How Can I Help? : Chicago, Illinois, Rape Victim Advocates...helping victims become survivors since 1974
When someone is raped it affects not only the survivor, but also all of the people around them. Part of what makes it so difficult is not knowing what to say or do. This section of our website will hopefully give you a basis for dealing with a survivor, and a way in which to offer constructive help.
Let them know that you believe them
All too often, disclosure is met by skepticism or outright disbelief. Simply letting a survivor know that you believe them and that you stand behind them is a great help. Remember that although you may be having a strong reaction to what happened, it's important that the focus be on the feelings and reactions of the survivor rather than your own.
Allow the survivor to make his or her own decisions
This point can be very difficult, it can be very tempting to "take over" for a while in an attempt to help the survivor deal with the rape. It is important to remember that because of the rape, the survivor felt a loss of control over their life. Reestablishing that control is very important. Try to defer to a survivor's decisions, even if they decide to let you make some decisions. Then at least that was their choice and not yours. If a survivor wants to talk, try to be an open listener. If they prefer not to talk about the assault, then try to be supportive in other ways, letting them know that you care about him/her and are willing to listen at a later time if so desired.
Educate yourself about the myths of rape
A great deal of harm is done, often unintentionally, to survivors because the people around them believe the myths that surround rape. Rape is never the fault of the survivor, but rather the fault of the rapist. Although this sounds like a simple, even obvious, fact much of the misinformation that exists points to the victim as being responsible for the rape. To be truly supportive, one must believe the survivor while disbelieving and challenging the myths that surround rape.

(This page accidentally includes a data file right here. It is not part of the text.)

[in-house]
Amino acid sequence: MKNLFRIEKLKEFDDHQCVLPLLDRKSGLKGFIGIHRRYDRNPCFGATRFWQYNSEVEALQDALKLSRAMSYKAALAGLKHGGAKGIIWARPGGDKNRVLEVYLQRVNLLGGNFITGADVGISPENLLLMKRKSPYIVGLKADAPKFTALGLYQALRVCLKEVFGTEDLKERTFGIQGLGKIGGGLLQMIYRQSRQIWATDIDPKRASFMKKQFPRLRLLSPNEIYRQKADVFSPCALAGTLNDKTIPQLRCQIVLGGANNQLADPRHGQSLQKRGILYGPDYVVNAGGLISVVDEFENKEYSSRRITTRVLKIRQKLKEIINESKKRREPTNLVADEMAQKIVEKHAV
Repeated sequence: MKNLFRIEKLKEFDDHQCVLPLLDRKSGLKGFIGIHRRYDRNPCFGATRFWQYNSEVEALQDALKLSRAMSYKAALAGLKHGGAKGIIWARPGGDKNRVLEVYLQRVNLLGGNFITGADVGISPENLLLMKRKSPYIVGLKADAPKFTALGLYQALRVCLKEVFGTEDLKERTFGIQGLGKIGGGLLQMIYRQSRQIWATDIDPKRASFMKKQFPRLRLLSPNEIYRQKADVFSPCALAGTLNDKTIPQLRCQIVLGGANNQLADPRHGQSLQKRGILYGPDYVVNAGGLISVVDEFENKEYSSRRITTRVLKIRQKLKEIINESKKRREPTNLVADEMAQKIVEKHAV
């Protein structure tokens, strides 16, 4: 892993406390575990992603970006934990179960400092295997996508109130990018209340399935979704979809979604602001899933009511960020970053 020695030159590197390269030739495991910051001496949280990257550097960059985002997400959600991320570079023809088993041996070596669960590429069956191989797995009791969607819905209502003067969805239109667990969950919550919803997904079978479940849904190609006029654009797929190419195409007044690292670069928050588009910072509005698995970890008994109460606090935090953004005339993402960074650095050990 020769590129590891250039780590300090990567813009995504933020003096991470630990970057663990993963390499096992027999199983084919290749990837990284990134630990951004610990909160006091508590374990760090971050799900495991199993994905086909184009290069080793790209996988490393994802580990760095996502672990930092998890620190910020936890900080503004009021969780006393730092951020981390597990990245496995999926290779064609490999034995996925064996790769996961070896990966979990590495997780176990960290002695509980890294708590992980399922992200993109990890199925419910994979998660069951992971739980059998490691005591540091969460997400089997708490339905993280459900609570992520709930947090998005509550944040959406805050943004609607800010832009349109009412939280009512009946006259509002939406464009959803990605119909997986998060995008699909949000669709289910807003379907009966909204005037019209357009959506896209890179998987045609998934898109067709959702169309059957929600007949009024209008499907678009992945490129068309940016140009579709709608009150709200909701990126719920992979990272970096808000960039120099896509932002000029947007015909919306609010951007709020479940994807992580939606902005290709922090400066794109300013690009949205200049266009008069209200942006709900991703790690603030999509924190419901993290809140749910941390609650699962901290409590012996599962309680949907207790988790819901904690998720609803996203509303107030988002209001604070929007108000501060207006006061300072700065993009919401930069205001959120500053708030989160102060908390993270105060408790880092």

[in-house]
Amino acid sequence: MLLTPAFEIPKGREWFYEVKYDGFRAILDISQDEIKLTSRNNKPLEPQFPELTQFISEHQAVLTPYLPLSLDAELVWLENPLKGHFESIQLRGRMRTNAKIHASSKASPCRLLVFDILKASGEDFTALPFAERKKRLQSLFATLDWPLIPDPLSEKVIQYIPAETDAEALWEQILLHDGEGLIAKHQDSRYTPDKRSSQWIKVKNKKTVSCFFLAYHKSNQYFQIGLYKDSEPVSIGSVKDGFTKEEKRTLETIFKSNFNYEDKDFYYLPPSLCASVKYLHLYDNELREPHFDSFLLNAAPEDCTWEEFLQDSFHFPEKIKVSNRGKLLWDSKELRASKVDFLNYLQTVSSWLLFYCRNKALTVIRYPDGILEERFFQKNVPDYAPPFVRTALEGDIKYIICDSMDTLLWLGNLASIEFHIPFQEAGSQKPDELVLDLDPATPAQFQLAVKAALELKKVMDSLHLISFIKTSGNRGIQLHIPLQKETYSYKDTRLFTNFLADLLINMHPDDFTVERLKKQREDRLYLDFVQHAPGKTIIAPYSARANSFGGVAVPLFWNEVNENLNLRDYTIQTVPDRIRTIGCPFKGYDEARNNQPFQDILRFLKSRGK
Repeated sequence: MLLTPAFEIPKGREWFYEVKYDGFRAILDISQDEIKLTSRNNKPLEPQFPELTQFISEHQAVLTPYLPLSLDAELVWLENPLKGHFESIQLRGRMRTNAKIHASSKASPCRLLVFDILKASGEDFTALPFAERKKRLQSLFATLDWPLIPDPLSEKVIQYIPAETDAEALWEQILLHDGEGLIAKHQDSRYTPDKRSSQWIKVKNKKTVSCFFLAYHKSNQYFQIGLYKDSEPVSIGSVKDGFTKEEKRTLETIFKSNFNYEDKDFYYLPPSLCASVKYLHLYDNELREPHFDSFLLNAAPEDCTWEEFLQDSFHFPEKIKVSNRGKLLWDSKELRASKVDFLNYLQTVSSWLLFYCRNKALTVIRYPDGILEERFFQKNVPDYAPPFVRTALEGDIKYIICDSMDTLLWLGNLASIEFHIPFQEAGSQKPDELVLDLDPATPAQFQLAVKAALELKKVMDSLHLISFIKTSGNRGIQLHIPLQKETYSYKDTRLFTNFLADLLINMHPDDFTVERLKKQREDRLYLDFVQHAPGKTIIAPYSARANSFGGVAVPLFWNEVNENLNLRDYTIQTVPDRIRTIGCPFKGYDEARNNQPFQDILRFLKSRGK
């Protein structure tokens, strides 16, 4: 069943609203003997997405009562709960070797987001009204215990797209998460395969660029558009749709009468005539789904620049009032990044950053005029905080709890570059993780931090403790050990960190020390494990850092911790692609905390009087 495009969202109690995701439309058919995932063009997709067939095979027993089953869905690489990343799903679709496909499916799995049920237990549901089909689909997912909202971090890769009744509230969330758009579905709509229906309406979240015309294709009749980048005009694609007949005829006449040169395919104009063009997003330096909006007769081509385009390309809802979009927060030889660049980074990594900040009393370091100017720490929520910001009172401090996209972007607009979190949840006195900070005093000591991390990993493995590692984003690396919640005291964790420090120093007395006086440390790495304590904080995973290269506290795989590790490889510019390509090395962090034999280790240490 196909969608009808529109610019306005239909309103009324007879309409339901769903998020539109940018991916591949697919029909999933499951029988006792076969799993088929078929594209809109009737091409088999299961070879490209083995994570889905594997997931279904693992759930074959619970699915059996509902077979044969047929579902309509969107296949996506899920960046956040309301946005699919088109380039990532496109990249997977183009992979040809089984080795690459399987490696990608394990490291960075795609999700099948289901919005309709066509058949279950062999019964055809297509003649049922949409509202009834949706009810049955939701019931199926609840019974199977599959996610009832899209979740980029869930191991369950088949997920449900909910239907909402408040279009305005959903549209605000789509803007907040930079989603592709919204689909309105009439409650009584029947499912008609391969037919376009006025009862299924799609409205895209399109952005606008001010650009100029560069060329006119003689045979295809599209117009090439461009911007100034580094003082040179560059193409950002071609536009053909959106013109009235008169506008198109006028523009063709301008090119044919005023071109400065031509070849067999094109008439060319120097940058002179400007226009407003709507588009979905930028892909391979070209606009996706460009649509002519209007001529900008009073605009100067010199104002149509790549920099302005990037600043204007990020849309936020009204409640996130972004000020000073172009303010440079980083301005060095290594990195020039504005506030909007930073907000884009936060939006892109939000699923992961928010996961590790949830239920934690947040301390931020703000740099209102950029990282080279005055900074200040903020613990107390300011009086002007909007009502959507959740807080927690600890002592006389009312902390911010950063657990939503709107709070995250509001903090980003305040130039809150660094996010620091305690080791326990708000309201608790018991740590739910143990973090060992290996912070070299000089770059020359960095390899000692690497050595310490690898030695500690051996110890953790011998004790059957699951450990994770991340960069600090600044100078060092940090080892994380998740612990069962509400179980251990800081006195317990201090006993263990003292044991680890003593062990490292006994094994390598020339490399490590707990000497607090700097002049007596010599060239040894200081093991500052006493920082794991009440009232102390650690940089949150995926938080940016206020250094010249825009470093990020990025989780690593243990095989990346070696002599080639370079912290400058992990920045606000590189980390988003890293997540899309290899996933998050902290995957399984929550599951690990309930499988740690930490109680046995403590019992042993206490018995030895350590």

Be ready to listen
Being a willing listener, who acknowledges the feelings of a person, makes you a great asset in the life of a survivor close to you. Sometimes it's very useful to simply be with a person and create a safe silence if need be. Non-judgmental support helps survivors tremendously as they recover from this traumatic event. If he/she indicates that they might want to seek professional help, or if you feel completely out of your depth, they are welcome to call the 24-hour Chicago Rape Crisis Hotline at 1-888-293-2080.
Try not to worry too much about "saying the right thing." Being available to listen is far more important. Just let a survivor know that you care, and all else will follow.
Help RVA to help others
Your tax deductable donation to Rape Victim Advocates will help to continue providing services to victims of sexual assault and abuse, and their significant others. How much does a donation from an individual really impact RVA? Take a look at what your donation could directly support;
- $50 - Transportation to assist 2-3 rape victims in Chicago emergency rooms
- $150 - 10 hours of prevention education to middle and high school students
- $300 - Support materials and supplies for incest or childhood sexual assault survivors group